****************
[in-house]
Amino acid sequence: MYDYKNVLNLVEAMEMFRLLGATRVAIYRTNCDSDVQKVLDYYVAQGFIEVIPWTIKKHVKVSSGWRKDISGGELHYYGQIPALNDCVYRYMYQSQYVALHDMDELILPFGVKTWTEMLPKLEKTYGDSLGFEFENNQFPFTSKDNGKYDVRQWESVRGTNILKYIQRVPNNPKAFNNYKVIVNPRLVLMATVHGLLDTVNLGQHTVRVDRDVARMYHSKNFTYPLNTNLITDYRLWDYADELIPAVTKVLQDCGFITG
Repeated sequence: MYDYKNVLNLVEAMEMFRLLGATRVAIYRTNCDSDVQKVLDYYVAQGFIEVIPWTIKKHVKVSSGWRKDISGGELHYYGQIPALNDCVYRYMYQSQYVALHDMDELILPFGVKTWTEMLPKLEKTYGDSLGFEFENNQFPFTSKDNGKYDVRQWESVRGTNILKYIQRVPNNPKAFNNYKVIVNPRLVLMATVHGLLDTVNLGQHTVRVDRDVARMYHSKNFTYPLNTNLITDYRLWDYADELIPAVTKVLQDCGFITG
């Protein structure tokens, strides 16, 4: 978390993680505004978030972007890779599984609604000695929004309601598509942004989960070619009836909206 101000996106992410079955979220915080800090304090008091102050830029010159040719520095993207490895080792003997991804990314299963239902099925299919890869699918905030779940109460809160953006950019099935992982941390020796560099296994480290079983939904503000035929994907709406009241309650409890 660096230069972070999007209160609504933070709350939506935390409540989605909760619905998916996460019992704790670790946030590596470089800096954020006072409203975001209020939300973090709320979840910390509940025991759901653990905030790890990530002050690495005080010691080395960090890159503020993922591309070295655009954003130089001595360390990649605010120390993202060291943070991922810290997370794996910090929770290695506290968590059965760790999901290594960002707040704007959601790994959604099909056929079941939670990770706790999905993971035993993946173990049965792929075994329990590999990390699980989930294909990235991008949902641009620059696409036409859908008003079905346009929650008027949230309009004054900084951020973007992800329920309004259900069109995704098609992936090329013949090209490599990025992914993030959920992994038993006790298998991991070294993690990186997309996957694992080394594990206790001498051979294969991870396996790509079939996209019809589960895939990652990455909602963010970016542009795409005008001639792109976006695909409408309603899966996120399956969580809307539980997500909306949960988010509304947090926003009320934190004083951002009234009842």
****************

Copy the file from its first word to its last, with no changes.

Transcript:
[in-house]
Amino acid sequence: MYDYKNVLNLVEAMEMFRLLGATRVAIYRTNCDSDVQKVLDYYVAQGFIEVIPWTIKKHVKVSSGWRKDISGGELHYYGQIPALNDCVYRYMYQSQYVALHDMDELILPFGVKTWTEMLPKLEKTYGDSLGFEFENNQFPFTSKDNGKYDVRQWESVRGTNILKYIQRVPNNPKAFNNYKVIVNPRLVLMATVHGLLDTVNLGQHTVRVDRDVARMYHSKNFTYPLNTNLITDYRLWDYADELIPAVTKVLQDCGFITG
Repeated sequence: MYDYKNVLNLVEAMEMFRLLGATRVAIYRTNCDSDVQKVLDYYVAQGFIEVIPWTIKKHVKVSSGWRKDISGGELHYYGQIPALNDCVYRYMYQSQYVALHDMDELILPFGVKTWTEMLPKLEKTYGDSLGFEFENNQFPFTSKDNGKYDVRQWESVRGTNILKYIQRVPNNPKAFNNYKVIVNPRLVLMATVHGLLDTVNLGQHTVRVDRDVARMYHSKNFTYPLNTNLITDYRLWDYADELIPAVTKVLQDCGFITG
């Protein structure tokens, strides 16, 4: 978390993680505004978030972007890779599984609604000695929004309601598509942004989960070619009836909206 101000996106992410079955979220915080800090304090008091102050830029010159040719520095993207490895080792003997991804990314299963239902099925299919890869699918905030779940109460809160953006950019099935992982941390020796560099296994480290079983939904503000035929994907709406009241309650409890 660096230069972070999007209160609504933070709350939506935390409540989605909760619905998916996460019992704790670790946030590596470089800096954020006072409203975001209020939300973090709320979840910390509940025991759901653990905030790890990530002050690495005080010691080395960090890159503020993922591309070295655009954003130089001595360390990649605010120390993202060291943070991922810290997370794996910090929770290695506290968590059965760790999901290594960002707040704007959601790994959604099909056929079941939670990770706790999905993971035993993946173990049965792929075994329990590999990390699980989930294909990235991008949902641009620059696409036409859908008003079905346009929650008027949230309009004054900084951020973007992800329920309004259900069109995704098609992936090329013949090209490599990025992914993030959920992994038993006790298998991991070294993690990186997309996957694992080394594990206790001498051979294969991870396996790509079939996209019809589960895939990652990455909602963010970016542009795409005008001639792109976006695909409408309603899966996120399956969580809307539980997500909306949960988010509304947090926003009320934190004083951002009234009842």